From the Atari 2600 to the PlayStation, there are icons that every generation of gamer knows, which also became part of popular culture. But what about the ones that never came to be? Here are five consoles that could have been the next big thing in gaming.

1. Sega Neptune

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In the early Nineties, Sega was a powerhouse of console gaming, which came from its consoles – be it, the Master System all the way through to the Mega Drive and its hand-held Game Gear – and iconic games for each platform.

During the middle of that decade, the company still offered eight different consoles, each available in different markets. In an effort to streamline the lineup, Sega planned to release the Neptune, to combine the Genesis and 32X into one handy console.

But it never came to be, with Sega stopping development on the Neptune, mostly to concentrate on what would eventually be the Saturn.

2. Super NES CD-ROM

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To some, it was a myth. But, to others, the Nintendo Playstation was anything but. While it went by the aforementioned misnomer, it was officially known as the Nintendo Super NES CD-ROM (but also SNES or Super Disc).

The Super NES CD-ROM was a platform that was developed from a partnership between Nintendo and Sony, which would never come to fruition in this form, but would eventually lead to Sony releasing its original PlayStation. However, Nintendo would stick to the cartridge system, which resulted in the Nintendo 64.

3. Atari Cosmos

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It wasn’t Sega that was first to go with celestial-inspired names for its consoles, as Atari was set to release the Cosmos, which was to be set to be released in 1981.

As a pioneer of console gaming, Atari was at the forefront of gaming, before a few missteps saw it losing that spot to others, but not before it started developing what was to be its first tabletop game system.

It was also Atari’s first experiment in holographic gaming technology, which resulted in the company purchasing all the rights possible for anything to do with holography, which is not true three-dimensional holograms but moving LEDs behind transparent holographic images to add more depth to the traditional tabletop systems of the era.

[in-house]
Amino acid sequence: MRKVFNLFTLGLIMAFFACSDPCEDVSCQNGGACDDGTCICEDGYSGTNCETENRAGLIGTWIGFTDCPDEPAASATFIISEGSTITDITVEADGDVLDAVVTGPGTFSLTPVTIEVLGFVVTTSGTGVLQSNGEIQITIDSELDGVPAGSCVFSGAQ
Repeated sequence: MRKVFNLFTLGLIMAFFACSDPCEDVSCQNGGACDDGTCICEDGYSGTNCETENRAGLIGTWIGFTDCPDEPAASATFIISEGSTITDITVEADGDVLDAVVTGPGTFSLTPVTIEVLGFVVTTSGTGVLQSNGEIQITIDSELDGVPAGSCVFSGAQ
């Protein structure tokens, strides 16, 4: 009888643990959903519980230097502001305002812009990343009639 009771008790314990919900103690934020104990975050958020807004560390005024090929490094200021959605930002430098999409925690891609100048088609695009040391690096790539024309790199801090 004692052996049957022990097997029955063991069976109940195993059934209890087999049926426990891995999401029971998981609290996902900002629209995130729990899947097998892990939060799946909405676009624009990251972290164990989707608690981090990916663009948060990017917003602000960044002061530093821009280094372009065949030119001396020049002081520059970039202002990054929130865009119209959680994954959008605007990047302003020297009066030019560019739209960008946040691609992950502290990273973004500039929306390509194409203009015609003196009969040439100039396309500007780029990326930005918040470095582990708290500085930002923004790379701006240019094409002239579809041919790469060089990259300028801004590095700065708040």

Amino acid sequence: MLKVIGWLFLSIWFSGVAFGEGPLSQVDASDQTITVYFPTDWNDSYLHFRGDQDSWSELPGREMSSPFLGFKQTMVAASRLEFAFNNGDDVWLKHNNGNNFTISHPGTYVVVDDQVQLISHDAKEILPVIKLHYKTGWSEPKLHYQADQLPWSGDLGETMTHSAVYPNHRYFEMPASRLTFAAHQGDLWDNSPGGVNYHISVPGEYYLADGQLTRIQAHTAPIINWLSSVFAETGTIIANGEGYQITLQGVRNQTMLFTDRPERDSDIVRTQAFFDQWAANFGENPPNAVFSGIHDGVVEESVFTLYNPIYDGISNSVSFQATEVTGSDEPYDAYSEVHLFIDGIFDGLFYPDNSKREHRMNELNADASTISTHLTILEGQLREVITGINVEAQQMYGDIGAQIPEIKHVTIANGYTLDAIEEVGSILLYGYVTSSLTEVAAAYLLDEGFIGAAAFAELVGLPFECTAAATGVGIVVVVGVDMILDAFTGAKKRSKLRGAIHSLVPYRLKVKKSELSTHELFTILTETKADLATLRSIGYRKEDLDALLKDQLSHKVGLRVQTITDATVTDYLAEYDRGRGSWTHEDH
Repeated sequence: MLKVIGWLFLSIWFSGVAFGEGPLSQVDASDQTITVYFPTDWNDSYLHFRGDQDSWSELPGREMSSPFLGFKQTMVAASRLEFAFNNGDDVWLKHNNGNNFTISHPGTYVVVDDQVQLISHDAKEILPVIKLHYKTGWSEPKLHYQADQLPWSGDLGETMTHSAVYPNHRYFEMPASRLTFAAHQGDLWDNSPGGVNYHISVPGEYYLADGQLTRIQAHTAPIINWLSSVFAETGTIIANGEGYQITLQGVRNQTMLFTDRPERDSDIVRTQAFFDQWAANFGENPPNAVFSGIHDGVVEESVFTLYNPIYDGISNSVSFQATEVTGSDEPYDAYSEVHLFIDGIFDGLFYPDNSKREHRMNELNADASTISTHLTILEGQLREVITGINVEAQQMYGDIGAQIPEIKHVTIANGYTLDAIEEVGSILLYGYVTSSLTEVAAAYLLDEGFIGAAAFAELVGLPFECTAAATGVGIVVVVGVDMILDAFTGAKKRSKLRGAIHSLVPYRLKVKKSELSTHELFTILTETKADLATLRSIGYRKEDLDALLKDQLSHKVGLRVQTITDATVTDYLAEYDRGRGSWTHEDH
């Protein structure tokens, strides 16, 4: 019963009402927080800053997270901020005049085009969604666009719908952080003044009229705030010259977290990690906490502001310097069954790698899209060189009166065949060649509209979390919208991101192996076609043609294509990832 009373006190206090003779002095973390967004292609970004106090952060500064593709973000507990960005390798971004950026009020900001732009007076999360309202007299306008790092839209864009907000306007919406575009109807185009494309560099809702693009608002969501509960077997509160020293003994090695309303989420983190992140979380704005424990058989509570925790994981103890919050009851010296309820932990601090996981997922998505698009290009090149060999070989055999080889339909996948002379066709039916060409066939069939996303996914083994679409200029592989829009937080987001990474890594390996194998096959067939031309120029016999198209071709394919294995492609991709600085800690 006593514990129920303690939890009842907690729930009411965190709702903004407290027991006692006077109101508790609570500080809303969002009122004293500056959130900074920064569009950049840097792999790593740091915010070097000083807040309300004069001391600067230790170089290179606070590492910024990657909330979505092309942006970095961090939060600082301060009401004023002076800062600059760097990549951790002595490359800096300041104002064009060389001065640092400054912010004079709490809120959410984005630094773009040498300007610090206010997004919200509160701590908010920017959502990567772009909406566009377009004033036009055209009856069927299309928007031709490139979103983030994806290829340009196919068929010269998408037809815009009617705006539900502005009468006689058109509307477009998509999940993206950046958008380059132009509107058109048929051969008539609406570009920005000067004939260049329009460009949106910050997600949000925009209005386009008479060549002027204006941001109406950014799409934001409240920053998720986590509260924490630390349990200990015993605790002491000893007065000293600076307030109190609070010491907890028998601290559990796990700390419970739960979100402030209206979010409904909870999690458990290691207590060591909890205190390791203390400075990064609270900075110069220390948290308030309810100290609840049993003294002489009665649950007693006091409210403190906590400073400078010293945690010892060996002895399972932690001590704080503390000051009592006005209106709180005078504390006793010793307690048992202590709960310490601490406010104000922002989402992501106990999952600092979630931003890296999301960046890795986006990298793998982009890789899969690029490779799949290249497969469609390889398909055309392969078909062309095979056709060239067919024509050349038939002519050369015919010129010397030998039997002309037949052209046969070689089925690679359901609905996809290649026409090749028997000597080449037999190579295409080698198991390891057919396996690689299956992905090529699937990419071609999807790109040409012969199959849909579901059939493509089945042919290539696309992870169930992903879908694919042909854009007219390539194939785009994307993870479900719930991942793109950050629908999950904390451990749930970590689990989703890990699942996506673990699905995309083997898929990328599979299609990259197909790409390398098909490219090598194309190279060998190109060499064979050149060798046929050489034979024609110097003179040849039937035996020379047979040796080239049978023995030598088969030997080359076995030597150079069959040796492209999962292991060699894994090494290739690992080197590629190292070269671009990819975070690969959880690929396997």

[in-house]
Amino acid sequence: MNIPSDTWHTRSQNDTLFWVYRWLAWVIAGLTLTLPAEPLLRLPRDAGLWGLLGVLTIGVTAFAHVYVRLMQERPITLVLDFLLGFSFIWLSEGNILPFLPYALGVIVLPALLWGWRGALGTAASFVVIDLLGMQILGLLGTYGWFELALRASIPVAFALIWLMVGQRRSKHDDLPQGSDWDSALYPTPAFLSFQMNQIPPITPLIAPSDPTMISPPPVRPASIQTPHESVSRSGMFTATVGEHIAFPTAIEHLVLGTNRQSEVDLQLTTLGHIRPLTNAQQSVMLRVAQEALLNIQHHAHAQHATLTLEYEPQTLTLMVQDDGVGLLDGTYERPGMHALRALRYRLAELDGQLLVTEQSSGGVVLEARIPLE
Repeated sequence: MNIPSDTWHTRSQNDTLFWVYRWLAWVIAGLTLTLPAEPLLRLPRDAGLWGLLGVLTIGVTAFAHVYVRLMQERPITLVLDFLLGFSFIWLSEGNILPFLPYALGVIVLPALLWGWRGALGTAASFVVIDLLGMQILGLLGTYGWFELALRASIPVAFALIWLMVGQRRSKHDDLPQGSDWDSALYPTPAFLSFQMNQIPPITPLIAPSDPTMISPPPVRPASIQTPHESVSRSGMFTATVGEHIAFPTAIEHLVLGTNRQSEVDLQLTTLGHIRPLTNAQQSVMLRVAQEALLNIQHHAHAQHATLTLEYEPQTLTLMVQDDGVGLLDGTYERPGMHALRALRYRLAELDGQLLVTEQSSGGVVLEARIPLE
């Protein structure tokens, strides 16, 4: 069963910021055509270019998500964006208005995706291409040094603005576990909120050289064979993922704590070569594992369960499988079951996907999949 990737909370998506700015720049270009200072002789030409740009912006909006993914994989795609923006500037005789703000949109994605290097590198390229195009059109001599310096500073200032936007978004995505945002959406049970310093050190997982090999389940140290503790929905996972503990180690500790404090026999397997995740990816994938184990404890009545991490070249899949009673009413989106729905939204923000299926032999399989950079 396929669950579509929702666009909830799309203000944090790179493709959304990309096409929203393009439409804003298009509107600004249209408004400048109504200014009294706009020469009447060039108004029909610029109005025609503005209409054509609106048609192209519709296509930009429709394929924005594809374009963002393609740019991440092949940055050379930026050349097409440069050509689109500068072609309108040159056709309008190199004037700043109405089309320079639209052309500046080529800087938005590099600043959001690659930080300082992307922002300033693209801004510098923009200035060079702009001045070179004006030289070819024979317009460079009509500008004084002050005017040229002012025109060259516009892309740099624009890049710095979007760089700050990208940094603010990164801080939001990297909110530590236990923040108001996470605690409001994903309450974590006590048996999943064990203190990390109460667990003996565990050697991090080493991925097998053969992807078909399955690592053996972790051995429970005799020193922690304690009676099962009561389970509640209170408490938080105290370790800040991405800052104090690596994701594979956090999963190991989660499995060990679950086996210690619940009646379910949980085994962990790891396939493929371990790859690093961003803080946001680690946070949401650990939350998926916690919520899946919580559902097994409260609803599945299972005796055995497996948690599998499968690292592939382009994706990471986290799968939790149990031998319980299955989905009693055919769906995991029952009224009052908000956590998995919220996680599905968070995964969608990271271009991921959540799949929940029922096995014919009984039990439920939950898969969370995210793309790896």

4. Sega VR

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Due to the popularity of the Nintendo Power Glove, Sega wanted to take it one step further, taking a cue from The Lawnmower Man and the burgeoning virtual reality technology.

Known as Sega VR, the headset would have allowed the player to be totally immersed in what game they were playing, thanks to the dual LCD screens and built-in stereo headphones.

Given how underwhelmed audiences were at its initial public appearance, it’s safe to say that it was far from the VR that is available to anyone with a current generation smartphone, which is just one of the reasons it was never released.

5. Infinium Labs Phantom

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In gaming, there will always be the argument about what is the better experience: PC-based or on a console – and that’s why Infinium Labs set out to bridge the two.

The Phantom, which was announced in 2004, was to be a console that would allow gamers to play PC games that would be downloaded from the ‘Net, meaning there would be no discs or cartridges.

While such a feature is a given on most modern day hardware, the feature wasn’t as accessible in 2004. Available for purchase online in August 2003, it was never shipped and the company’s founder soon found himself in trouble with Securities and Exchange Commission.